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Jeffrey M. Liggio Dec. 11, 2018

In a recent opinion, the Florida Supreme Court reversed a Fourth DCA decision and instead reinstated a jury verdict awarding a GEICO insured $9.2 million due to GEICO’s bad faith handling of a wrongful death claim. See Harvey v. GEICO, No. SC17-85, 2018 WL 4496566 (Fla. Sept. 20, 2018). The Harvey decision is worth review as it reminds us that when dealing with bad faith actions, the focus should be on the conduct of the insurer who allegedly committed bad faith, not the insured.

James Harvey, the GEICO insured, was involved in a motor vehicle accident in 2006, resulting in the death of a 51 year-old husband and father of three children. Six days after the accident, the law firm for the driver killed in the accident (the “Decedent”), requested that GEICO make Harvey available for a recorded statement. The GEICO adjuster handling the claim against Harvey informed the attorney for the Decedent’s estate that she could not confirm whether Harvey would be available to provide a statement. Harvey, however, had asked GEICO to relay to the attorney for the Decedent’s estate that they were coordinating with Harvey’s personal counsel who would not be available to provide the statement until after the Labor Day weekend.

GEICO never relayed to the estate attorney of Harvey’s intentions to provide a recorded statement. Having received no further information from GEICO, the Decedent’s estate filed suit against Harvey approximately one month after the accident. The case against Harvey went to trial and a jury awarded the estate $8.47 million in damages. Harvey subsequently filed a bad faith action against GEICO based on the judgment in excess of his $100,000 in coverage under the GEICO policy. A jury awarded Harvey $9.2 million for his bad faith claim against GEICO.

On appeal, GEICO argued that Harvey did not offer sufficient evidence at trial to support his bad faith claim. The Fourth District agreed, reversing the jury’s verdict and instead finding that the evidence at trial was insufficient to show GEICO acted in bad faith. Harvey appealed to the Florida Supreme Court which quashed the Fourth District’s decision and reinstated the jury’s original verdict.

The court in Harvey cited to two prior cases for bad faith precedent in Florida: Boston Old Colony Insurance Co. v. Gutierrez, 386 So.2d 783 (Fla. 1980) and Berges v. Infinity Insurance Co., 896 So.2d 665 (Fla. 2004). When handling the defense of a claim against an insured, the insurer “has a duty to use the same degree of care and diligence as a person of ordinary care and prudence should exercise in the management of his own business.” Boston Colony, 386 So.2d at 785. This duty arises from the nature of the roles between insurer and insured – because the insured “has surrendered to the insurer all control over the handling of the claim, including all decisions with regard to litigation and settlement, than the insurer must assume a duty to exercise such control and make such decisions in good faith and with due regard for the interests of the insured.” Id.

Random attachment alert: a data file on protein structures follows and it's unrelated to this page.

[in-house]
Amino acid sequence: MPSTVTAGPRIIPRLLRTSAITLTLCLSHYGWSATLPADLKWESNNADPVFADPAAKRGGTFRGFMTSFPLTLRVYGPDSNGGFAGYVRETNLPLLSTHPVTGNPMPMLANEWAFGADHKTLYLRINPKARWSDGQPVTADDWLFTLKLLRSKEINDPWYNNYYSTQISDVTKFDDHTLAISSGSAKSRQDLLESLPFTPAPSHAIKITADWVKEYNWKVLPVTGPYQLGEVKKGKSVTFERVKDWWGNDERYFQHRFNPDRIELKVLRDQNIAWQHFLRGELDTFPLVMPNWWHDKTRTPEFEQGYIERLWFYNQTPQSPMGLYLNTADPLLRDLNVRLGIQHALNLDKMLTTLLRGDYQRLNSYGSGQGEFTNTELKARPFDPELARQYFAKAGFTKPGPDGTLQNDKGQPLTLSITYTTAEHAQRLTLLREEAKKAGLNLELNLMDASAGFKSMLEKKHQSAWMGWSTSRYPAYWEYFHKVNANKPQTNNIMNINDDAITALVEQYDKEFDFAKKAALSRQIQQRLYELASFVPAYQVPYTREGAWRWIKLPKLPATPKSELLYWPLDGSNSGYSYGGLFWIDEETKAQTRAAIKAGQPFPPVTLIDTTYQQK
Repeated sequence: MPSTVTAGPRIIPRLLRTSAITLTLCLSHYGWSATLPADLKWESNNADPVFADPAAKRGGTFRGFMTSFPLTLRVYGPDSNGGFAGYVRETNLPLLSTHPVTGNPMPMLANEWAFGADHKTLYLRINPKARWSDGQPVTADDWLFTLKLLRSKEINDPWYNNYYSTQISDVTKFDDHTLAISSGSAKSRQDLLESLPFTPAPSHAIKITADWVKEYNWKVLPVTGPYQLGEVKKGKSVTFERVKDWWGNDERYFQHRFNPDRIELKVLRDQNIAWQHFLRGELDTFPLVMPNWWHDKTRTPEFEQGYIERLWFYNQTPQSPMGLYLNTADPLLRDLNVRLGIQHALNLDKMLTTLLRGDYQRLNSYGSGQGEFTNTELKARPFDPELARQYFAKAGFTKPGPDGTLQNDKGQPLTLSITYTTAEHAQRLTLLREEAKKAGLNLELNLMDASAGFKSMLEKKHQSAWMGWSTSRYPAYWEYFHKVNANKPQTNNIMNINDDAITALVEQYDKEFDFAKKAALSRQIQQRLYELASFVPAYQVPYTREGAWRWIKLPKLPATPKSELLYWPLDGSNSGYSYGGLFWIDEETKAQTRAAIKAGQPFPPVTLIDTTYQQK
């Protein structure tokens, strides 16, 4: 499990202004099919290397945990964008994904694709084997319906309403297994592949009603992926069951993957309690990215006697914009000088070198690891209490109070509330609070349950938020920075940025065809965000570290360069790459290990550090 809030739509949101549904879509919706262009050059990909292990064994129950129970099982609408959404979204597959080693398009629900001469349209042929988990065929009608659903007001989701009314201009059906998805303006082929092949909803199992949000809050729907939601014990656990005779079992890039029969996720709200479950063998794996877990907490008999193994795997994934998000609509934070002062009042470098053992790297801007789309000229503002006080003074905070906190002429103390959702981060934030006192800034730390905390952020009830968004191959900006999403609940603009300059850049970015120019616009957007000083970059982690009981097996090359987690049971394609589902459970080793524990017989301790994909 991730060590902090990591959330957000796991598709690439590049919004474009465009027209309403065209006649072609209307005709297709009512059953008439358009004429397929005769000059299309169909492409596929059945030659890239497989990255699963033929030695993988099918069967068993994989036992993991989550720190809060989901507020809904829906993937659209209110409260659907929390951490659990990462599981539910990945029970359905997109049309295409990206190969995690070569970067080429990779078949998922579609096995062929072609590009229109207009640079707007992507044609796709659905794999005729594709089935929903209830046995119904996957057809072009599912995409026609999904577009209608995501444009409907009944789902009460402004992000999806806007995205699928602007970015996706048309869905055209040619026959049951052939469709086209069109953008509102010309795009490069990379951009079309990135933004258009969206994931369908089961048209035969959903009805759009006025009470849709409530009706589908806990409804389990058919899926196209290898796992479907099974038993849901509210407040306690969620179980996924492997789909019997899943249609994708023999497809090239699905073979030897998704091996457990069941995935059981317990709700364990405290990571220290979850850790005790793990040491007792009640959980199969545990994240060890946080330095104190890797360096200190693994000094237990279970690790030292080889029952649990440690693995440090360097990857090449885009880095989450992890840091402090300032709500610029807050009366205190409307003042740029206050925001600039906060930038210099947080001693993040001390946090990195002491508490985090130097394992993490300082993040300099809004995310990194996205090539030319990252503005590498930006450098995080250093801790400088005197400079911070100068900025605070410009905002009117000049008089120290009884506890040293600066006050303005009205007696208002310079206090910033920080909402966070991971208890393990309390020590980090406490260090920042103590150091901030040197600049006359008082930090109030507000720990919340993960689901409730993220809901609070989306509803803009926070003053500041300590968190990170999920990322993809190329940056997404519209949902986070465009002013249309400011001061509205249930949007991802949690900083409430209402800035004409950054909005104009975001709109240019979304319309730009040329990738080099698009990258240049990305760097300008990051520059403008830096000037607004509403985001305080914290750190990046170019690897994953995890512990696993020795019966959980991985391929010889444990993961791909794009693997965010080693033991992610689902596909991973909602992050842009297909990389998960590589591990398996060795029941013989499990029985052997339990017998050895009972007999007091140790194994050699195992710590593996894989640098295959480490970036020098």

The court in Harvey disagreed with the Fourth District’s conclusion that an insurer cannot be liable for bad faith “where the insured’s own actions or inactions result, at least in part, in an excess judgment.” Instead, the court concluded that “our precedent states just the opposite,” as the insurer must “exercise such control and make such decisions in good faith and with due regard for the interests of the insured.” Boston Old Colony, 386 So.2d at 785.

Applying the law to the facts in Harvey, the court found that GEICO “dropped the ball” by failing to “use the same degree of care as a person of ordinary care and prudence should exercise in the management of his own business.” Id. When counsel for the Decedent’s estate requested a recorded statement from GEICO’s insured, GEICO not only refused to provide the statement, but it also failed to inform its insured of the request until two weeks later. When Harvey informed GEICO he planned to meet with his attorney to gather the information necessary for the statement, GEICO never relayed this information to the estate’s attorney. The Harvey court concluded that had GEICO acted with “due regard” for the interests of its insured, the excess judgment could have been avoided.

The court made an interesting point about the role of negligence in proving a bad faith claim. The court agreed with the Fourth District that negligence is not the standard for finding bad faith, reiterating its holding in Boston Old Colony that “[b]ecause the duty of good faith involves diligence and care in the investigation and evaluation of the claim against the insured, negligence is relevant to the question of good faith.” 386 So.2d at 785. With this in mind, the Harvey court found that GEICO knew that the estate’s request for a statement was both reasonable and critical to a prompt resolution to the wrongful death claim against its insured. Citing Berges, the court reminded us that “the focus in a bad faith case is not on the actions of the claimant, but rather on those of the insurer in fulfilling its obligations to the insured.” 896 So.2d at 677.